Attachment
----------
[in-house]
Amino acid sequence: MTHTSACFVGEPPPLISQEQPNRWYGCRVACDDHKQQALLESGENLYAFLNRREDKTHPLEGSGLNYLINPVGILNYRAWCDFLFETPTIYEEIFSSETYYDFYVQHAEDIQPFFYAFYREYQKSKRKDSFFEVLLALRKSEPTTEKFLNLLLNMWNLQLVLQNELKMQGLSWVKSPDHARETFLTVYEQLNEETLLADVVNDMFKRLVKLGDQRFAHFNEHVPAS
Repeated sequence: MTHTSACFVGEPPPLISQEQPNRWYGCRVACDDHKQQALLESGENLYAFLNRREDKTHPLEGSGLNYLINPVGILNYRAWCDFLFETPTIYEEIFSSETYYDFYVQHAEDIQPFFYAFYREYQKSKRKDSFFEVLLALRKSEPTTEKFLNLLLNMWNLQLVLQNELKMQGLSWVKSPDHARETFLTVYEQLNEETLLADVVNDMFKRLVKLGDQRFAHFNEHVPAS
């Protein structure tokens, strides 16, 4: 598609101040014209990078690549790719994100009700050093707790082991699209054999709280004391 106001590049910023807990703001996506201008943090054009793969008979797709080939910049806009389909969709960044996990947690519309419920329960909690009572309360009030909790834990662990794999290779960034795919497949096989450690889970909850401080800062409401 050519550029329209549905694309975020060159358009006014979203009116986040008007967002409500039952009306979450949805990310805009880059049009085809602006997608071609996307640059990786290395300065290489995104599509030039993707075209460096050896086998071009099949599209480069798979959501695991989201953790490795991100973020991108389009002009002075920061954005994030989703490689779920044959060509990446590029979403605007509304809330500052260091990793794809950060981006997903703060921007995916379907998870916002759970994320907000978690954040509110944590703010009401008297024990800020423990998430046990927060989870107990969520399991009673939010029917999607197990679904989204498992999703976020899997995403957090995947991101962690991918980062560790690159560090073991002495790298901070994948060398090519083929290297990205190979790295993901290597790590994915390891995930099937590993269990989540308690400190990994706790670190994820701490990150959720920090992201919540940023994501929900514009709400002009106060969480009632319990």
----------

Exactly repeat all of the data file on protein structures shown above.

[in-house]
Amino acid sequence: MTHTSACFVGEPPPLISQEQPNRWYGCRVACDDHKQQALLESGENLYAFLNRREDKTHPLEGSGLNYLINPVGILNYRAWCDFLFETPTIYEEIFSSETYYDFYVQHAEDIQPFFYAFYREYQKSKRKDSFFEVLLALRKSEPTTEKFLNLLLNMWNLQLVLQNELKMQGLSWVKSPDHARETFLTVYEQLNEETLLADVVNDMFKRLVKLGDQRFAHFNEHVPAS
Repeated sequence: MTHTSACFVGEPPPLISQEQPNRWYGCRVACDDHKQQALLESGENLYAFLNRREDKTHPLEGSGLNYLINPVGILNYRAWCDFLFETPTIYEEIFSSETYYDFYVQHAEDIQPFFYAFYREYQKSKRKDSFFEVLLALRKSEPTTEKFLNLLLNMWNLQLVLQNELKMQGLSWVKSPDHARETFLTVYEQLNEETLLADVVNDMFKRLVKLGDQRFAHFNEHVPAS
């Protein structure tokens, strides 16, 4: 598609101040014209990078690549790719994100009700050093707790082991699209054999709280004391 106001590049910023807990703001996506201008943090054009793969008979797709080939910049806009389909969709960044996990947690519309419920329960909690009572309360009030909790834990662990794999290779960034795919497949096989450690889970909850401080800062409401 050519550029329209549905694309975020060159358009006014979203009116986040008007967002409500039952009306979450949805990310805009880059049009085809602006997608071609996307640059990786290395300065290489995104599509030039993707075209460096050896086998071009099949599209480069798979959501695991989201953790490795991100973020991108389009002009002075920061954005994030989703490689779920044959060509990446590029979403605007509304809330500052260091990793794809950060981006997903703060921007995916379907998870916002759970994320907000978690954040509110944590703010009401008297024990800020423990998430046990927060989870107990969520399991009673939010029917999607197990679904989204498992999703976020899997995403957090995947991101962690991918980062560790690159560090073991002495790298901070994948060398090519083929290297990205190979790295993901290597790590994915390891995930099937590993269990989540308690400190990994706790670190994820701490990150959720920090992201919540940023994501929900514009709400002009106060969480009632319990």